As far as his own performance, Affleck quietly reminds us that he is an actor of considerable but understated gifts, when not saddled with unfortunate dialogue and Bay-level direction. But he seems an uncommonly generous actor/director; in his two-scenes with Hall, for example, he usually seems more interested in showing us her reactions to his lines than his own close-ups saying them. In observing the quiet power of his own performance and the skill with which he draws top-quality work out of his collaborators, we can't help but reflect on the recent comments by Affleck's friend Matt Damon, who sees parallels between Affleck and his most recent director, Clint Eastwood. There's certainly a similarity in the two filmmakers' work (and not just in the obvious example of Eastwood's Boston-set Mystic River)--he's a smooth, assured, professional filmmaker, equally agile in character-driven dialogue scenes as in action sequences. His work here doesn't quite match his previous directorial effort; the film lacks the intrinsically compelling mystery elements, to say nothing of the climactic emotional wallop, of its predecessor. But his action beats are first rate, from the tense robbery that opens the picture to the taut, low-to-the-ground car chase midway through to the crackerjack heist and shoot-out at its climax.
THE BLU-RAY DISC:
The Town hits Blu-ray with two different viewing options: the original theatrical version, running 125 minutes, and an extended, 153-minute cut. Having originally seen the film in the theater, I took in the extended version this time around and found it to be only partially successful. About half of the additional scenes are genuinely unnecessary--extra procedural steps that ultimately slow the picture down. We also get a scene of reformed junkie Doug relapsing late in the movie, an expected beat that the film is better for doing without. But there are several scenes that flesh out the Doug/Claire relationship--which feels a bit compressed and incomplete in the final version--as well as hints of a love triangle with Hamm's character, which gives his pursuit of Doug an interesting additional edge. Victor Garber also gets an additional scene, which is always welcome. There is one editorial howler, though: they've put back in a scene where Claire asks Doug about his parents, but left in a later scene where she asks him again (presumably an addition when the earlier scene was cut).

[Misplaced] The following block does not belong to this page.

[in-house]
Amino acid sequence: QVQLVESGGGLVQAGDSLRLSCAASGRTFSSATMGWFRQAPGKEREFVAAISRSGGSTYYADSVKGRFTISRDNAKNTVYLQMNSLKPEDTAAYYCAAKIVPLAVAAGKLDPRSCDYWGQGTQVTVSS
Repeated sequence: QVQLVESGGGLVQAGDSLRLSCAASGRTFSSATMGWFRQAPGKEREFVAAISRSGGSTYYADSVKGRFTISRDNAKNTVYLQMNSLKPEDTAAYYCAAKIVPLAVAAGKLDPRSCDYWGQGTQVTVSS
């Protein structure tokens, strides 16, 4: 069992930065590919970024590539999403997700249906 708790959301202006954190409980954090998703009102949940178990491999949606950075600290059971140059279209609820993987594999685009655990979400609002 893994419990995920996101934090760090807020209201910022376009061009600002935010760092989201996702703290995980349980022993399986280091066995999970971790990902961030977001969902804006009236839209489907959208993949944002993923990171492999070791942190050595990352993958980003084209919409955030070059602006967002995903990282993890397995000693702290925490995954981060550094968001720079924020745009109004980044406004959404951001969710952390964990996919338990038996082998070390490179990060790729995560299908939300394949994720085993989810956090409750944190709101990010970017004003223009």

The set also comes with an additional DVD, which includes the theatrical version in standard-definition and Digital Copy formats.